Millar Wheeler House
The three-story Inn was built in 1866 as a home and business offices for wealthy industrialist Charles Millar, who owned Utica Pipe Foundry Company, Lead Pipe Works and other important ventures. The house was constructed by Ambrose Howard, who was both a contractor and nurseryman. When the construction was completed, Howard planted many unusual plants, shrubs and trees on the property. Many of these plants continue to grow and thrive to the present day to provide beautiful flowers and welcome shade.
It is believed that a daughter of Charles and Jane Millar was married to one of the sons of General William T. Sherman and that the, inventor Thomas Edison and President William Howard Taft were guests at the home.
The Millars lived in the home until 1912. It was then given to one of the married daughters and became the home of the Wheeler family. Borders were taken in to help defray costs until finally the house was converted to apartments in 1942. Frances Wheeler continued to reside here and rent out apartments until the 1970’s.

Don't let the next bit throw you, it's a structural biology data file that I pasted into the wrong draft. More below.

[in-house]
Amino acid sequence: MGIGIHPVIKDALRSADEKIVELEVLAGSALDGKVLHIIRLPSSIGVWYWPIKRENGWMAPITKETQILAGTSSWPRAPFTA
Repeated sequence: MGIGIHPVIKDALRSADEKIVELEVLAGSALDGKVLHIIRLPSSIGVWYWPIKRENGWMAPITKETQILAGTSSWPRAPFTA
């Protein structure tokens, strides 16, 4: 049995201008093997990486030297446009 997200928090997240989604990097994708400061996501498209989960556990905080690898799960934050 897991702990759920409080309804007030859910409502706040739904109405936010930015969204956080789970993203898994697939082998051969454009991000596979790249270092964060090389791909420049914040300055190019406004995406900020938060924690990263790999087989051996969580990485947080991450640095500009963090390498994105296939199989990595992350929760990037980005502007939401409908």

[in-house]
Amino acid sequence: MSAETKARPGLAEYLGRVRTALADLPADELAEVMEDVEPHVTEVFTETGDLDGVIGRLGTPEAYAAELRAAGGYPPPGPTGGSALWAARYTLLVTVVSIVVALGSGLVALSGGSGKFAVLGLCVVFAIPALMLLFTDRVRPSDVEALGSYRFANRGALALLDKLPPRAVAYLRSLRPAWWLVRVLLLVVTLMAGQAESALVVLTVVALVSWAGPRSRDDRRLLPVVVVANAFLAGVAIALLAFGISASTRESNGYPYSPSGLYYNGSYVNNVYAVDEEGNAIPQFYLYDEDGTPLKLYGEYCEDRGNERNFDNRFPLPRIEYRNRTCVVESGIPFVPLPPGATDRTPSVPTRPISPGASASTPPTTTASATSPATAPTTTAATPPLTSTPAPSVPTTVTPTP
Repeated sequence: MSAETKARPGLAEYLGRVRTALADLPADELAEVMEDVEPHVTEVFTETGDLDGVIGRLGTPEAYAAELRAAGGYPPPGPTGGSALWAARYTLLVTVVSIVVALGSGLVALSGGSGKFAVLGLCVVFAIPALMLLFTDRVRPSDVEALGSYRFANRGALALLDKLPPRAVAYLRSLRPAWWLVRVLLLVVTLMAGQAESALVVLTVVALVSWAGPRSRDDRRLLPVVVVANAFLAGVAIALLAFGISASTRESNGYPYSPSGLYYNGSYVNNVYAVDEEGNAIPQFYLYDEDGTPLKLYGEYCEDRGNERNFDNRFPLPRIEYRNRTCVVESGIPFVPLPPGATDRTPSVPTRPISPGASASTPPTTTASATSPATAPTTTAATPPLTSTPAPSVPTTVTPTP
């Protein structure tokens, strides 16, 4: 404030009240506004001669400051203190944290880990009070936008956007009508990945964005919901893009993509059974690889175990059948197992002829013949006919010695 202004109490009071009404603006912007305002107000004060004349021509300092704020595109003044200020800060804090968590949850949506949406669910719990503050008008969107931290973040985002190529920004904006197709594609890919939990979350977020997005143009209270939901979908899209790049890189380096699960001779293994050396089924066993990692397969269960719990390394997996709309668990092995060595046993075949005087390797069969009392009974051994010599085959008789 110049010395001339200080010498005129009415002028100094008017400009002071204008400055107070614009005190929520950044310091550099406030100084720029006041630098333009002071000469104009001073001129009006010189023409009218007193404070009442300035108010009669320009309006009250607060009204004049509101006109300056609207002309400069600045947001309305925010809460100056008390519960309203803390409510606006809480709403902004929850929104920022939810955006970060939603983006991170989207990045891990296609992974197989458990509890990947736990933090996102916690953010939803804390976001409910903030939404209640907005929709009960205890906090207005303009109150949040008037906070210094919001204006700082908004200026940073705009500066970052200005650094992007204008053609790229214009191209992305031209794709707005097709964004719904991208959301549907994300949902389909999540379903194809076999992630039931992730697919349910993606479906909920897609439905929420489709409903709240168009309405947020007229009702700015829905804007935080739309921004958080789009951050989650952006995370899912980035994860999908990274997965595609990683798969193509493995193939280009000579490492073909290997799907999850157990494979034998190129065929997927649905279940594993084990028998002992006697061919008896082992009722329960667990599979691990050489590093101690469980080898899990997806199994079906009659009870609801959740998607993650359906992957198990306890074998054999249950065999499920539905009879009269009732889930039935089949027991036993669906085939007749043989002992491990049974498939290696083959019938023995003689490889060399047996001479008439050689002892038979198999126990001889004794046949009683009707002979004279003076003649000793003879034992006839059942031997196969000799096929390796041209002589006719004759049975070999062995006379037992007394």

By 1977 the beautiful structure had fallen into disrepair and was scheduled to be demolished. The newly formed Landmarks Society of Utica had their first meeting right here at 1423 Genesee and were successful in stopping the destruction of this fine example of Italianate Victorian architecture. Over the next 2 decades, the building was used as business offices.
Restoration & Establishment of Rosemont Inn B&B
In 1997, Bob and Brenda Michaels purchased the home with the hope of creating a bed and breakfast. It took 15 months of intensive restoration efforts to repair and update everything from plaster moldings to new plumbing and electrical systems. Both were avid antique collectors and enjoyed purchasing and placing many fine pieces throughout the Inn. The Michaels opened the Inn for business in 1998.
Rosemont Inn B&B Open Year Round
In 2004, Rita and Bob Sleys purchased the Inn from the Michaels and continue to operate it as a seven room bed and breakfast.